Southern Seaplane also offers charter service and has a full-service maintenance facility. There are Cessna 206 amphibians, 172s, and 185s, as well as the newest member of the fleet, a Piper Aztec on floats called a Nomad. There are nine aircraft in the fleet.

Swamp tours

Always looking for new and creative ways to expand the business, Southern Seaplane took AOPA to test-fly its newest idea: tours of the bayou with reality TV stars Bruce “The Alligator Man” Mitchell and Ronnie Adams. We flew into appropriately named Happiness Bayou in the 185 and docked at Mitchell and Adams’s cabin near Violet, Louisiana. There we boarded Adams’s airboat for a tour through the swamp and out to the mouth of the Gulf of Mexico. I felt bad that I had never heard of these men before and had no excitement to pass under the thick tunnel of trees where Adams suggested snakes could be hanging out. He also promised to get us to see some alligators. Photographer Chris Rose was thrilled, videographer Josh Cochran a little less so, and I was petrified. Luckily both the massive Adams—six foot five and 260 pounds of muscle—and Mitchell, an equally impressive figure albeit a little hard to understand with his Louisiana drawl, were real gentlemen. Kind and humble, the two told fantastic stories of growing up in the swamp, hunting alligators, and cooking delicious native foods such as crawfish, frog legs, turtle, and nutria. Luckily, too, for me, there had been a cold snap and the snakes and gators stayed out of sight. Adams said he was disappointed, my baby (his signature phrase, I learned). He took us all the way out of the swamp and opened the motor on the boat as we passed through the massive 1.8 mile-long, $1.3 billion Lake Borgne Storm Surge Barrier. He kept an eye on both the gates and his phone to be sure the gates didn’t close on us, which almost worried me more than the snakes and gators. Southern Seaplane will offer these exclusive tours with Bruce and Ronnie for $300.



Tours

Everyone seemed determined to get me the chance to see an alligator. Like witnessing a terrible wreck—I really didn’t want to see it but looked anyway. So, we flew to Zam’s Swamp Tour and Ecological Park in the tiny town of Kraemer near Thibodaux, Louisiana, and landed in the bayou where former WWE wrestler Zamariah “ZZ” Loupe keeps alligators in his backyard. Sadly, Hurricane Ida devastated this little corner of the world, but while Loupe could not salvage the restaurant and gift shop, he did save his gators. The sound that one of those massive prehistoric beasts makes when you interrupt its sleep is not for the faint of heart. Loupe not only teased Samson, the big gator, and got him to open his mouth and roar, but he also plunged his arms into a green tub of swamp water and pulled up a giant snapping turtle. That’s a lot of nature in one day, my baby.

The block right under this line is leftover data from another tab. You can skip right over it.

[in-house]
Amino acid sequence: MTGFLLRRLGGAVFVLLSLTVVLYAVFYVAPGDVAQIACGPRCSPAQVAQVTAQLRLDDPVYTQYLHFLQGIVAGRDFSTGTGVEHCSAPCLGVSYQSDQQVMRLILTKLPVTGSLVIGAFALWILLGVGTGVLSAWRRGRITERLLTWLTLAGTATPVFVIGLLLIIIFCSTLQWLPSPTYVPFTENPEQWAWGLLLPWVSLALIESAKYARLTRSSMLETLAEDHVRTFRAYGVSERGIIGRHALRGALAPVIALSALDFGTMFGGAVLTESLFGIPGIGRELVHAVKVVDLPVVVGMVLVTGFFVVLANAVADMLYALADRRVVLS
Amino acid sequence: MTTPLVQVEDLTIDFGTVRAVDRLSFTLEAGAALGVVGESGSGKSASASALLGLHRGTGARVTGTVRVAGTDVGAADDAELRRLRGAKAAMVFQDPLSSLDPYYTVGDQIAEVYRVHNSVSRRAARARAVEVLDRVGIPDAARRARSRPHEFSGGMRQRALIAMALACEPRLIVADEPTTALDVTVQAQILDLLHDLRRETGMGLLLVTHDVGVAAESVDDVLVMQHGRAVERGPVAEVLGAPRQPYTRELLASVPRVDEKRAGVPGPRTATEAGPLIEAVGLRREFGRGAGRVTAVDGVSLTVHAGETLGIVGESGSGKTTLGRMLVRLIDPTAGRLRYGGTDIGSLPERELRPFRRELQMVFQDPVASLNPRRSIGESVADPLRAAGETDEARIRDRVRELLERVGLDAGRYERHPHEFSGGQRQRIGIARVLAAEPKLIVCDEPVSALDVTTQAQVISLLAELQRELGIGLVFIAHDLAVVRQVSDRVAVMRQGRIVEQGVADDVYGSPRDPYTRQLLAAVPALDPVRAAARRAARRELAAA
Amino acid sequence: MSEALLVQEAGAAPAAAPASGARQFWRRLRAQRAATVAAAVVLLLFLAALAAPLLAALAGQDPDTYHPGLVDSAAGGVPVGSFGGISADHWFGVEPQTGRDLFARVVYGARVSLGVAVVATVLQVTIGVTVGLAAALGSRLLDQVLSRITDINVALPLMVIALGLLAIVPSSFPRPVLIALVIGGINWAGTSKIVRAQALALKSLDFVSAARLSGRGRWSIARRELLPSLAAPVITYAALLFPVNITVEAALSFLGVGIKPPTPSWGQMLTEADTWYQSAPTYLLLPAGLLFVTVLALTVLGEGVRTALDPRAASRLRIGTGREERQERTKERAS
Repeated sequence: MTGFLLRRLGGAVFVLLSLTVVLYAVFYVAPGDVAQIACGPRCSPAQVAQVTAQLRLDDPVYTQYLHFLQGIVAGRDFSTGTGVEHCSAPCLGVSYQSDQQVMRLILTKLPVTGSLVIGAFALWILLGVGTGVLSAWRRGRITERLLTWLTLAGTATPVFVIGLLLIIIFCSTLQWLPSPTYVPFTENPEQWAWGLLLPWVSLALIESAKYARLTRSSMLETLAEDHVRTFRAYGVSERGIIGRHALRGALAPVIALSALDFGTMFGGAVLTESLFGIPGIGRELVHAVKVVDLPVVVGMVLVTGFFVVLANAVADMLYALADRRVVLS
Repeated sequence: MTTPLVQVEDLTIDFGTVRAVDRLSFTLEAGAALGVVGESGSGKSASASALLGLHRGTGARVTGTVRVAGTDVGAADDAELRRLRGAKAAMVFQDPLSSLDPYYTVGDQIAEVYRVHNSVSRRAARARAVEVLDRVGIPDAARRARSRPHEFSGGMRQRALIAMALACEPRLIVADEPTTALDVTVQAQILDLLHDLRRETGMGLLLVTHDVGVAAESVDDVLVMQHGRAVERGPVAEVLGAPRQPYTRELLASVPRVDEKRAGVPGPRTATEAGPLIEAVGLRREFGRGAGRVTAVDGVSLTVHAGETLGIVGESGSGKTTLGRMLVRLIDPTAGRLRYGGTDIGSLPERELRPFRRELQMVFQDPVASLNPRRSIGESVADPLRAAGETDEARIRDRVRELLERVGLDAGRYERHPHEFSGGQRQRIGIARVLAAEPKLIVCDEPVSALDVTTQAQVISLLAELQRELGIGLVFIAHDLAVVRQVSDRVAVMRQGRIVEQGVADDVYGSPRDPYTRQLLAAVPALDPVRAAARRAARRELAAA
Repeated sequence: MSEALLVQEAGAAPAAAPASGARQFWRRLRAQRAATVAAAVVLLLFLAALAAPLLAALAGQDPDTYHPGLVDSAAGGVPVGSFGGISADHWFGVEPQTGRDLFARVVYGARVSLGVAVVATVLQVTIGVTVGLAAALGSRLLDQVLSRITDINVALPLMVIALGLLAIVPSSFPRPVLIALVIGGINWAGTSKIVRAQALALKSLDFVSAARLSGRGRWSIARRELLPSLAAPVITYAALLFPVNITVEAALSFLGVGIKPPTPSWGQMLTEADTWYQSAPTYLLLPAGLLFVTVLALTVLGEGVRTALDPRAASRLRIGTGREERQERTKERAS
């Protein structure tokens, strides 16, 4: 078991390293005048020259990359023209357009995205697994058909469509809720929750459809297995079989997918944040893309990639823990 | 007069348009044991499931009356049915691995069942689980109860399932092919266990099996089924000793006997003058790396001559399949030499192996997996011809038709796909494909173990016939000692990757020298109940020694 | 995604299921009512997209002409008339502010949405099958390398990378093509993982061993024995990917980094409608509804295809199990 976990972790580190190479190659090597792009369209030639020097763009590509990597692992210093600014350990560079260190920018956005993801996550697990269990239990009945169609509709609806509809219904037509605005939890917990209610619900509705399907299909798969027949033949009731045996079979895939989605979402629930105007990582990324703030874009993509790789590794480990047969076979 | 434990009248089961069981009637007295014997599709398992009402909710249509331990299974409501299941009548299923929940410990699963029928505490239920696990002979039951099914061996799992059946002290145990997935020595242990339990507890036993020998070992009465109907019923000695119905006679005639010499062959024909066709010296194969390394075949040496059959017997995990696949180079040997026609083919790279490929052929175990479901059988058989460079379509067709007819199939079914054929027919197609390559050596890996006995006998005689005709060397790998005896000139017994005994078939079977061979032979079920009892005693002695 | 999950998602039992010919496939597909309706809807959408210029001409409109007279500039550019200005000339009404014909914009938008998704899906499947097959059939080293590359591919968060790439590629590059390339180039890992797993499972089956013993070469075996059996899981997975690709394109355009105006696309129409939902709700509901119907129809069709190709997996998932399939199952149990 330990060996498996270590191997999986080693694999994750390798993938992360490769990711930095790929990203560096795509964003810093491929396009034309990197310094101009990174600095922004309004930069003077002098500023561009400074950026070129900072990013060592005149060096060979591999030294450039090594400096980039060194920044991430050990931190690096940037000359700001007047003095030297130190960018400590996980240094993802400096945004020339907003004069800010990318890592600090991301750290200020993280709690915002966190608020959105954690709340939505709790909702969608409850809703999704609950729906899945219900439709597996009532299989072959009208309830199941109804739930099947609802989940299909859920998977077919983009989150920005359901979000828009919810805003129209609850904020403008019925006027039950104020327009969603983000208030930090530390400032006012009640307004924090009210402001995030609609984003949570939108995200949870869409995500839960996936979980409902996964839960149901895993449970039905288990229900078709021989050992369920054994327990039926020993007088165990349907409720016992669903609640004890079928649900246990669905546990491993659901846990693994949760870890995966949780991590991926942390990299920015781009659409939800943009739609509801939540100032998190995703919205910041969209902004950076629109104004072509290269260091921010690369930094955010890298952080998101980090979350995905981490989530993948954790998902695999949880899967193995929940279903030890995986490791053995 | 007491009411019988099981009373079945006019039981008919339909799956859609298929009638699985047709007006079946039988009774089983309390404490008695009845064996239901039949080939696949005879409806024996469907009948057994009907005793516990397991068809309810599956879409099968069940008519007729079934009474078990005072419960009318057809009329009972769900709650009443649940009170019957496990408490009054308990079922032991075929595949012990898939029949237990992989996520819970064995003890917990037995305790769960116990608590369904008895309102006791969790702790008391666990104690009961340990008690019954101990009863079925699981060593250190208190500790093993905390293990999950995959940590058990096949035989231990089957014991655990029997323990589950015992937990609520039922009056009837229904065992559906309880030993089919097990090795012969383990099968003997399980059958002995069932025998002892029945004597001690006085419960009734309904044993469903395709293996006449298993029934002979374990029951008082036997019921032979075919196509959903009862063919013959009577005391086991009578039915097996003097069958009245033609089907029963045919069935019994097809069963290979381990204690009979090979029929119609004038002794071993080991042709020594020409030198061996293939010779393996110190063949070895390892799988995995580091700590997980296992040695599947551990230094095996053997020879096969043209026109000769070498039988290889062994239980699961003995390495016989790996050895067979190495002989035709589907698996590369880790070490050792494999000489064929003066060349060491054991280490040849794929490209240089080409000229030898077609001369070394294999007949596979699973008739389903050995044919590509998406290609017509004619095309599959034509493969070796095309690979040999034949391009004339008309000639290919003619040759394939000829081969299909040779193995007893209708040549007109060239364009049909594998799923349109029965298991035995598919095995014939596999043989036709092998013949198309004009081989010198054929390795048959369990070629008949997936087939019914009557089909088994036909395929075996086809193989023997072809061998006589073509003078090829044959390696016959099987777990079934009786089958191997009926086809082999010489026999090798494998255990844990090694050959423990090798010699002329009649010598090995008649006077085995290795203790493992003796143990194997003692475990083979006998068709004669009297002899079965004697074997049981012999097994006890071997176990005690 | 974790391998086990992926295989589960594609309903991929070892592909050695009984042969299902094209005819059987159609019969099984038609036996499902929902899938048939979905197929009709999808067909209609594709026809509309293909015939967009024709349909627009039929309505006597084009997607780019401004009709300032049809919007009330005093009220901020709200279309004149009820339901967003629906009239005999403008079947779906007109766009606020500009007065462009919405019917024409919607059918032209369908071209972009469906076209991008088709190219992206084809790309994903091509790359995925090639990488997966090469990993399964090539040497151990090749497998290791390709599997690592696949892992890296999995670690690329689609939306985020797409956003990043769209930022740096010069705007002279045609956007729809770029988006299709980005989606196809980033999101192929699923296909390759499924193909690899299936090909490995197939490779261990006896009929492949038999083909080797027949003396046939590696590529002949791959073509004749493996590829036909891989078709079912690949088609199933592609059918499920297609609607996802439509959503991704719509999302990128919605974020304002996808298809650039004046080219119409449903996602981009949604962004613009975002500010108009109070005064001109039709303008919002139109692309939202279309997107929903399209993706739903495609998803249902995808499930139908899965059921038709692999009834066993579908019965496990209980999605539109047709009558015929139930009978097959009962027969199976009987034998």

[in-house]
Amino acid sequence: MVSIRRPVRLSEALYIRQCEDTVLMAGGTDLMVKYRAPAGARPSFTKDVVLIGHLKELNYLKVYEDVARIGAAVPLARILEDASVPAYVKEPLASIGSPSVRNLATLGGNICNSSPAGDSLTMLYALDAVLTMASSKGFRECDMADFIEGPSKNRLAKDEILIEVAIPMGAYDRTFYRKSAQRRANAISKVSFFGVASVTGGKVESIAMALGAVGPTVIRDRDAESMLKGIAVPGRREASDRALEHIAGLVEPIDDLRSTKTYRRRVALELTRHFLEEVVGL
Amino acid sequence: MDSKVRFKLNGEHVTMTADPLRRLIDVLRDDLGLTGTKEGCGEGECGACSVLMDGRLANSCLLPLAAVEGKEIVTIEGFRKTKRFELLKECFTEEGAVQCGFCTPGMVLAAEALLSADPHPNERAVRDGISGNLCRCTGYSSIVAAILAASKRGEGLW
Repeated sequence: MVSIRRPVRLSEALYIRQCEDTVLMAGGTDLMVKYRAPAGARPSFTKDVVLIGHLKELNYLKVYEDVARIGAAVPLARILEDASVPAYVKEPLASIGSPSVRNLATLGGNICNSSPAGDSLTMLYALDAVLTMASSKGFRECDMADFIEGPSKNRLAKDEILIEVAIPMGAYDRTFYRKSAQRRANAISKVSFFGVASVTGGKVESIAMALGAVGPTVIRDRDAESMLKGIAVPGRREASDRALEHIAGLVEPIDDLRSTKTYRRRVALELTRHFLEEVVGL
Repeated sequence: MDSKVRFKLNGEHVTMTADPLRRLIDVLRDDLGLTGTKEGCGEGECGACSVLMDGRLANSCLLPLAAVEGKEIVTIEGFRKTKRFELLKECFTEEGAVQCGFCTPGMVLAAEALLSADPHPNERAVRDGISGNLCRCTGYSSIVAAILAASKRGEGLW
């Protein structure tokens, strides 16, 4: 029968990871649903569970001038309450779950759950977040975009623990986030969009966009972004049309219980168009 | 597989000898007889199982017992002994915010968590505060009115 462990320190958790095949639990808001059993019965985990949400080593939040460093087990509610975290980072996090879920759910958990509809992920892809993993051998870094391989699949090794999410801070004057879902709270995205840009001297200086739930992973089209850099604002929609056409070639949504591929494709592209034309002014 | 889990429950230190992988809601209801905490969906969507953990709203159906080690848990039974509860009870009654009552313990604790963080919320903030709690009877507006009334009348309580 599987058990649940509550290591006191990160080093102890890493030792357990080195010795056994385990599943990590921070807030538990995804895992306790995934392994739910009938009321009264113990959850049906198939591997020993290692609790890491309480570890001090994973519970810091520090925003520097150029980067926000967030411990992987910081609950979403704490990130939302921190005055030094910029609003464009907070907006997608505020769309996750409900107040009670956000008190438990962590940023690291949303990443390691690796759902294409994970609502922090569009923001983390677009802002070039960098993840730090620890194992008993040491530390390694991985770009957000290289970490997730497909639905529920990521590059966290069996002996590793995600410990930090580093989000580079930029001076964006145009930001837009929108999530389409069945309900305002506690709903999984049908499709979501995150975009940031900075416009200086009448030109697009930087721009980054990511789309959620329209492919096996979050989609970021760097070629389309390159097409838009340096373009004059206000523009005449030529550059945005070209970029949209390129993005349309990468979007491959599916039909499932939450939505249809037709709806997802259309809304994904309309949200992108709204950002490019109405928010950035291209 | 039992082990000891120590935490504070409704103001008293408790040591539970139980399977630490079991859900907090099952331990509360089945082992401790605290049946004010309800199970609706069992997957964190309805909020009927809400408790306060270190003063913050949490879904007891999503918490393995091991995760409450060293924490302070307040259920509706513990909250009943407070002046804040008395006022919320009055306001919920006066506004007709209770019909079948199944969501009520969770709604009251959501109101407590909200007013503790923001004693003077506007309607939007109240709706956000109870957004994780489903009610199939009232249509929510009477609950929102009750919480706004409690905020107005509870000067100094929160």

Family affair

The waterway at Southern Seaplane is 5,000 feet long, and there is a 3,200-foot hard surface runway alongside. There are several hangars, the maintenance facility, and the company offices. Lacey and Emile share an office (with a desk for Buddy where he watches fishing shows on a small television). Rhonda takes calls from the front desk or her office in the back, and Lyle’s office is a place he runs through to change his shirt in the humid Louisiana heat; at 68, he still flies more than most pilots in the company, usually taking the charter flights and fishing trips. Like Buddy, he too loves to fish. Two company managers, Eymard and another pilot (the company is currently looking to fill the position) switch off weekly, working full-time and on call seven days and then taking seven days off. Eymard has multiple ratings and thousands of hours. Most pilots who fly for Southern Seaplane return for part-time work during busy times. Forrest Campbell Jr. has flown with the Panepinto family since 1987 in various capacities, and he and Vince Panepinto flew us in Cessna 185s with straight floats to the bayou to meet Mitchell and Adams. Adams was Vince’s history teacher prior to his fame as a gator hunter on reality TV in The History Channel’s Swamp People series.

Lacey is her father’s shadow; she grew up trailing him around the seaplane base, playing golf with him (she was a New Orleans Junior Golf Association scholarship winner and won the New Orleans Ladies City Championship the year she graduated from college), and earning her pilot certificate at 23. Since having her two children (Buddy’s older sister, Emma, is much more interested in dance and makeup than fish), Lacey limits her flying to when she is truly needed, balancing motherhood and running a company.

“I love that we are family owned,” she says. “An aviation family business isn’t the easiest, and if I have a bad day my husband has a bad day, but it is an honor to continue my grandfather’s legacy. If my children decide to be a part of the business, I just hope they love it as much as we do.”

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Julie Walker

Julie Summers Walker

AOPA Senior Features Editor
AOPA Senior Features Editor Julie Summers Walker joined AOPA in 1998. She is a student pilot still working toward her solo.